As I sat in the lobby waiting for my lady to arrive, I caught myself studying and observing the various persons going to and fro. It seemed like a mix of both business travelers and couples, with a lesser extent small groups of friends. The crowd appeared middle-aged, maybe 40s to 50s, on this particular Friday night, from the view of these twenty-somethings. We did spot what appeared to be a bachelorette party late the next evening, probably in their 20s to early 30s. However, they were an anomaly, with most people in their late 30s to 50s. Granted, some may just be visiting and not in fact staying at the hotel, but assuming it caters to a business-oriented segment of the population, the demographics seem valid.
Check Out and Departure
Checking out is a breeze – if you avoid the line. Note the Marriott Gold / Platinum registration on the right – very handy, if it was manned during prime checkout times. On the way out, you’ll recall the mass of bags right before the swivel entrance. That would be the hotel’s bag check, and at $3/bag it’s downright excessive. Or perhaps I’m not staying at the right hotels, but I haven’t had to pay a bag check fee before (and, note that a backpack on top of a roller bag counts as two separate bags).
This may not be the most troublesome part, as upon returning with the claim stubs, they asked me if I saw my bags, in the sea of many other similarly shaped and colored bags. Not only is it blocking the walkway near the entrance and majorly unsightly, but you get the privilege of paying $3/bag to, get this, get your own bags from the floor! What a wonderful business model, you could run it with just one employee, make the customers drop off and pick up their own bags, and provide exactly no value by doing nothing. No storing in a back room, out of sight, no retrieving the bags as well.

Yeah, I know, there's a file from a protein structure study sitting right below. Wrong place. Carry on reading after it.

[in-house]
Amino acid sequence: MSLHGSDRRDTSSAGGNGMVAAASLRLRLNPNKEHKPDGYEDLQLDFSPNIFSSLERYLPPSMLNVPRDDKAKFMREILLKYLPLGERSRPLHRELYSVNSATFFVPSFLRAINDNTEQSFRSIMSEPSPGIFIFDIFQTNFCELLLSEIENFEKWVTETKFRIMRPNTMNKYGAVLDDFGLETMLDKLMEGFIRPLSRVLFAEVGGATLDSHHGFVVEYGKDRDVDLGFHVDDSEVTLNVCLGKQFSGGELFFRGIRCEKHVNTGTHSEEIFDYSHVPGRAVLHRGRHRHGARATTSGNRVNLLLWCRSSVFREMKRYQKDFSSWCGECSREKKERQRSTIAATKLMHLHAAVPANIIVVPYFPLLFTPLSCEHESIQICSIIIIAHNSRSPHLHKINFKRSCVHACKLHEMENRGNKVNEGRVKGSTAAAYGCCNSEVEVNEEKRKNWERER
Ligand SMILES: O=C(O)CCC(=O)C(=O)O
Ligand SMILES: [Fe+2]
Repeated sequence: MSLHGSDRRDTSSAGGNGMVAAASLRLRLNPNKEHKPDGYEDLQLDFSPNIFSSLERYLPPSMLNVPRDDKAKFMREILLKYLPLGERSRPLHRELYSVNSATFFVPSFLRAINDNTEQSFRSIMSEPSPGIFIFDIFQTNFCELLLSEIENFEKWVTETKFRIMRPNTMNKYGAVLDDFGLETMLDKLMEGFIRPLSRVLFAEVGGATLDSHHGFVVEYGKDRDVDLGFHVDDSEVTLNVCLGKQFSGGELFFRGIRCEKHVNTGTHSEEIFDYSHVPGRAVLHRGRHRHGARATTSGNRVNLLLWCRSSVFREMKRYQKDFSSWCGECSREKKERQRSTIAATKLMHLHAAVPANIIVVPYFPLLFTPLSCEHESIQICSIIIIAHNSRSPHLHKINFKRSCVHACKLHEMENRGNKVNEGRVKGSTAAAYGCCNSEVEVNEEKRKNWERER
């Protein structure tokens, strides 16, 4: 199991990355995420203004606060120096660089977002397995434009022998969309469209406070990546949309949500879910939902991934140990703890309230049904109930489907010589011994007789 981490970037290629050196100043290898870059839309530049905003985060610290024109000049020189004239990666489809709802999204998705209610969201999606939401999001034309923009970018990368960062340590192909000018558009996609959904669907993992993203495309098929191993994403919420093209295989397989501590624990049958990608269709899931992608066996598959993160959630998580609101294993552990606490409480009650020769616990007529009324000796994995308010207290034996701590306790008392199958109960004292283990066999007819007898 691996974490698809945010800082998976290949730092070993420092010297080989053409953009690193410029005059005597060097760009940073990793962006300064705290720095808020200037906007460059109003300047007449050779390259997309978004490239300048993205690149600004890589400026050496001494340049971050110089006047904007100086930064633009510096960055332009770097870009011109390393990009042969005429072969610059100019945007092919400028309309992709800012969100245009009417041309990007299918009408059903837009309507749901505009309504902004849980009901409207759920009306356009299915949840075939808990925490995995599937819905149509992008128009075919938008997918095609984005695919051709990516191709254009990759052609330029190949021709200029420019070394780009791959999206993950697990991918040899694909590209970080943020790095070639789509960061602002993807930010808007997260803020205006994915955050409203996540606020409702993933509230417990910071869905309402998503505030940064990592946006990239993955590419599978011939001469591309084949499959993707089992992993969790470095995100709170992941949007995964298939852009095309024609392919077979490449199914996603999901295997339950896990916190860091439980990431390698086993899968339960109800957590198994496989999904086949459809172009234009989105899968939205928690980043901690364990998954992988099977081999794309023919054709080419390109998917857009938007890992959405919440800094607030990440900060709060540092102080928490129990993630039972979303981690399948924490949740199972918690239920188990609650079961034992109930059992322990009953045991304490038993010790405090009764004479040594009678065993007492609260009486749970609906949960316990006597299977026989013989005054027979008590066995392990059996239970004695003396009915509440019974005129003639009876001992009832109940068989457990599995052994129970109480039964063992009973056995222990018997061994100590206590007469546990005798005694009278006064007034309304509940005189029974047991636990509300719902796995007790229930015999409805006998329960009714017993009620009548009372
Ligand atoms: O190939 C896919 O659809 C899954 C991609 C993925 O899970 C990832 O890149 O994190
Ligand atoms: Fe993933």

Nearby Places to See
Urbanspace Vanderbilt (below), an absolutely adorable date-place food court with a wide variety of offerings. We sampled the Ippudo spinoff Kuro-Obi, and there were many other places serving a virtual assortment of culinary delights, such as burgers, chicken, lobster, seafood, and others. Per Eater, it may get packed come lunch time, but a leisurely stroll in the middle of an afternoon or weekend was quite pleasant.
Grand Central Terminal (below), is the famous railroad station of NYC. Can’t help but think of tv show Quantico when I’m in here, but it’s actually quite an architectural wonder to behold, with many places to explore, cutesy bistros and bars to grab a drink (and we did), and a spacious food court with a Shake Shack, among other offerings. It probably gets extremely crowded during the day, but it’s a nice place to walk to in the evenings if you’re interested.
All in all – it was a very decent hotel – looks nice on both the outside and the inside, decent room, but could be improved on many different levels. It “does the job” as a hotel. You’d specifically choose this hotel most likely for the location, as it’s in a part of town with many corporate buildings/offices, as well as its proximity to Grand Central train station. At 48th St, it’s also relatively close to the touristy utopia that is Times Square (~20 minute walk) as well as Central Park.
Featured Image from Marriott Hotel Website.